Which Sex is the Smarter? (Jun, 1954)

“All other factors being equal”? So they controlled for the widespread gender bias that was present at the time? Because if girls even think that boys will do better than them on a test (or vice versa, or any particular group) it can have a negative impact on their test scores. It’s called the Stereotype Threat.

Which Sex is the Smarter?

Other factors being equal, men are as much as 50 percent better than women at solving complicated problems, according to Edward J. Sweeney, Stanford University research psychologist. It took Dr. Sweeney two years and multitudes of tests given to male and female students to arrive at this conclusion.

Intelligence is a combination of many special abilities, says Dr. Sweeney, and problem-solving is only one of them. As for general intelligence, he adds, there has never been any demonstrable superiority of either sex at any age.

To give the sexes an even-up start, Dr. Sweeney first gave intelligence tests to a large number of men and women students. Using the scores, he selected groups of 50 to 100 matched in general intelligence.

The matched-intelligence groups then took a new battery of tests. Men won out in problem-solving, though women—as expected—showed superiority in verbal abilities.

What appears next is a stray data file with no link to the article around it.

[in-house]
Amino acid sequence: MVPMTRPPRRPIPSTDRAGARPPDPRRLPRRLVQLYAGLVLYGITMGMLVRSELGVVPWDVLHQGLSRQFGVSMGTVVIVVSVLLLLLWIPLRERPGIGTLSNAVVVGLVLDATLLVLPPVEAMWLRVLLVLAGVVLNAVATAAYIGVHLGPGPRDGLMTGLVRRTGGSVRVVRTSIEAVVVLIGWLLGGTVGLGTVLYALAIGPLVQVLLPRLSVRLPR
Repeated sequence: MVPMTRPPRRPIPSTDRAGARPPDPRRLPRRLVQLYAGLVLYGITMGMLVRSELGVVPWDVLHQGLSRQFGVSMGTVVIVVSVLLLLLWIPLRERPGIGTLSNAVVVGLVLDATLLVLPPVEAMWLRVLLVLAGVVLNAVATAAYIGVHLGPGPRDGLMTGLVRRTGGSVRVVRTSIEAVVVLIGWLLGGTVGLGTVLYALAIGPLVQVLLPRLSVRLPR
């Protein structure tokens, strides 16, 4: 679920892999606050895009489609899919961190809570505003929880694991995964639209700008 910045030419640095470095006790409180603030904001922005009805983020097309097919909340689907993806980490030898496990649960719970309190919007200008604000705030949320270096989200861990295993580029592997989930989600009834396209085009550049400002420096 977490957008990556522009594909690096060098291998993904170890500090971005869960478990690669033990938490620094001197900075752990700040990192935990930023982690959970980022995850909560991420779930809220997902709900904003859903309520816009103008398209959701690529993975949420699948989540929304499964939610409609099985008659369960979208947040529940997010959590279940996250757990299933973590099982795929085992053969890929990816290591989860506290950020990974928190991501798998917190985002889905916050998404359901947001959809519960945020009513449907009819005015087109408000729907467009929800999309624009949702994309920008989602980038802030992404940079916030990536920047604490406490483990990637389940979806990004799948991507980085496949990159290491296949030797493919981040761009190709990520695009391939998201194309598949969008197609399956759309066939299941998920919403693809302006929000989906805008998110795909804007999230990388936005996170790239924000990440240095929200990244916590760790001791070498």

At this point the sexes were re-matched for mathematical, mechanical, or visualization abilities—those in which men have previously shown themselves superior to women.

The ensuing tests demonstrated that these re-matched groups were about equal in problem-solving ability as long as the problems were simple and straightforward. But as the problems grew more complicated, the men once more took a commanding lead.

The problem complications involved “restructuring,” as psychologists put it. In such a problem the obvious means of solution won’t work, and an entirely new way must be found.

Sex differences in problem-solving have been reported previously as byproducts of other psychological experiments. But Dr. Sweeney’s experiments were the first ever designed specifically to test men’s problem-solving abilities against women’s.

  1. Charlene says: January 4, 201211:04 am

    At my school, in the late 70s – early 1980s, the implication was that it was very suspect for a girl to be good in math, science, or really anything but home economics, the arts, and languages. Decent girls didn’t selfishly, cruelly hog awards that were really meant for boys; they knew their place and kept it.

  2. Hirudinea says: January 5, 201210:35 pm

    @ Charlene – I liked Home Economics.

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